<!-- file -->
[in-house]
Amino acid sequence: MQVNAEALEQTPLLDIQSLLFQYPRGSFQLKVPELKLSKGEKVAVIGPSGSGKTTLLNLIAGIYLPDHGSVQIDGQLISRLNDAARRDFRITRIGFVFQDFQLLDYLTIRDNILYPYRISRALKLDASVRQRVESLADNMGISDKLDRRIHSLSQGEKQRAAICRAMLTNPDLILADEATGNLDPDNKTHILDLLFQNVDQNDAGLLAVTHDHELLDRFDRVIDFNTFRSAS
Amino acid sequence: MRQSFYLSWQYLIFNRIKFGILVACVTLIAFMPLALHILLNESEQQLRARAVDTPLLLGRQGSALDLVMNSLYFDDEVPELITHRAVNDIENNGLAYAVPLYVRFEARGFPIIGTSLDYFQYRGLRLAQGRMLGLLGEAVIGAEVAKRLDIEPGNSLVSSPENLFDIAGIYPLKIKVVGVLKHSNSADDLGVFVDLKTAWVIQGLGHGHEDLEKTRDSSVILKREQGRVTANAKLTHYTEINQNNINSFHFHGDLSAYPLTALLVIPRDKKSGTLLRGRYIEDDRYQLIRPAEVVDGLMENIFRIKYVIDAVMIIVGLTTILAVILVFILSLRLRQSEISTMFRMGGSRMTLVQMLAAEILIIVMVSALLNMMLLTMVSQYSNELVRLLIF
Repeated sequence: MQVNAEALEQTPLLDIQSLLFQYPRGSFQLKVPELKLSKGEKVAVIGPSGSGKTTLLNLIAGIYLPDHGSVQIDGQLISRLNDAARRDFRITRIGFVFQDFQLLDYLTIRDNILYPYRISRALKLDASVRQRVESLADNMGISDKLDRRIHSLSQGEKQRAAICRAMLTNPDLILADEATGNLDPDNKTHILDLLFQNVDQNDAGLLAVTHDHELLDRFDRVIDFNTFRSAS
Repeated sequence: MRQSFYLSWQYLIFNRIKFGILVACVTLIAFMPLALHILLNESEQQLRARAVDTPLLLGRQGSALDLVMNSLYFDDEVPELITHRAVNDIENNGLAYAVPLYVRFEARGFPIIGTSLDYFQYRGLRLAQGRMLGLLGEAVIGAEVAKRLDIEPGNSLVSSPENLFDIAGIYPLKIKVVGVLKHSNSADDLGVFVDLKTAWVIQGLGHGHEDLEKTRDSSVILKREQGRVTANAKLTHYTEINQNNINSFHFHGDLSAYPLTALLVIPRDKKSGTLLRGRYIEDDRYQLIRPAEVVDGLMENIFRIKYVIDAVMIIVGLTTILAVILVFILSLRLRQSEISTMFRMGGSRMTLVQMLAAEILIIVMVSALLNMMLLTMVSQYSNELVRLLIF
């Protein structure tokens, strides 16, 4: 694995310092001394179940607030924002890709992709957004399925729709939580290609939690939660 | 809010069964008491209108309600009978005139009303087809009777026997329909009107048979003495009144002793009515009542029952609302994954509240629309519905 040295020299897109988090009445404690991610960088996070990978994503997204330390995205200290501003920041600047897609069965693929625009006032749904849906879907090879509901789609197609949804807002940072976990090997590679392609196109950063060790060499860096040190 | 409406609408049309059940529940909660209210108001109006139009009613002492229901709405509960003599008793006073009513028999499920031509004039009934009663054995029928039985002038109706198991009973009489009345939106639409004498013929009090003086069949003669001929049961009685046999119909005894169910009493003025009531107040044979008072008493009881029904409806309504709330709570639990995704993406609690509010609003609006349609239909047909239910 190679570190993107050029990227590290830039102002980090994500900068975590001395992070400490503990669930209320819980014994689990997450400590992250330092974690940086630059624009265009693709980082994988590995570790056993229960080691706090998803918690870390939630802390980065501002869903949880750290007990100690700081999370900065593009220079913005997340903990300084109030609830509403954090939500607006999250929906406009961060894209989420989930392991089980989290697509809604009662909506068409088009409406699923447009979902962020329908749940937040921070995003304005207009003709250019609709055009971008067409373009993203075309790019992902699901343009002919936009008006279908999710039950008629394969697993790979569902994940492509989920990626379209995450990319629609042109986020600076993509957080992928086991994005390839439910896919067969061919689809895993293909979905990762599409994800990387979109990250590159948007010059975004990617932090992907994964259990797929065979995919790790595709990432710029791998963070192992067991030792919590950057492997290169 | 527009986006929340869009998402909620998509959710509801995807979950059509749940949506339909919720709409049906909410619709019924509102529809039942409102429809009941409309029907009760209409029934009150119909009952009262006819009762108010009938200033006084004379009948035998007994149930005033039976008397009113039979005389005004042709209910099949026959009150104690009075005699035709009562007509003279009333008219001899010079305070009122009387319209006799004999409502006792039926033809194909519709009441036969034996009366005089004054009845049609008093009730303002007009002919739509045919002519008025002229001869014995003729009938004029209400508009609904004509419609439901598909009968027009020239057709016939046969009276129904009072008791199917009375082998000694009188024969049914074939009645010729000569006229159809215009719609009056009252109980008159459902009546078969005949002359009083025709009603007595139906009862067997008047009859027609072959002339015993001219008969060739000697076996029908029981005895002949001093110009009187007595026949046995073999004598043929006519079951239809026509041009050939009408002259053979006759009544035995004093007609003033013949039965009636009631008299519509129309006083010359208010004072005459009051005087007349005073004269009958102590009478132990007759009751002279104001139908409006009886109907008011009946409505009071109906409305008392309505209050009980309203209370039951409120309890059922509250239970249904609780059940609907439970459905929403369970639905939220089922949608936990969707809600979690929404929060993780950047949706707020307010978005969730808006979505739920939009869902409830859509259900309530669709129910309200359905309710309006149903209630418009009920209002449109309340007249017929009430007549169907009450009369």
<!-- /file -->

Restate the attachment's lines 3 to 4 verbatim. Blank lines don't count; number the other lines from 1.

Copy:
Amino acid sequence: MRQSFYLSWQYLIFNRIKFGILVACVTLIAFMPLALHILLNESEQQLRARAVDTPLLLGRQGSALDLVMNSLYFDDEVPELITHRAVNDIENNGLAYAVPLYVRFEARGFPIIGTSLDYFQYRGLRLAQGRMLGLLGEAVIGAEVAKRLDIEPGNSLVSSPENLFDIAGIYPLKIKVVGVLKHSNSADDLGVFVDLKTAWVIQGLGHGHEDLEKTRDSSVILKREQGRVTANAKLTHYTEINQNNINSFHFHGDLSAYPLTALLVIPRDKKSGTLLRGRYIEDDRYQLIRPAEVVDGLMENIFRIKYVIDAVMIIVGLTTILAVILVFILSLRLRQSEISTMFRMGGSRMTLVQMLAAEILIIVMVSALLNMMLLTMVSQYSNELVRLLIF
Repeated sequence: MQVNAEALEQTPLLDIQSLLFQYPRGSFQLKVPELKLSKGEKVAVIGPSGSGKTTLLNLIAGIYLPDHGSVQIDGQLISRLNDAARRDFRITRIGFVFQDFQLLDYLTIRDNILYPYRISRALKLDASVRQRVESLADNMGISDKLDRRIHSLSQGEKQRAAICRAMLTNPDLILADEATGNLDPDNKTHILDLLFQNVDQNDAGLLAVTHDHELLDRFDRVIDFNTFRSAS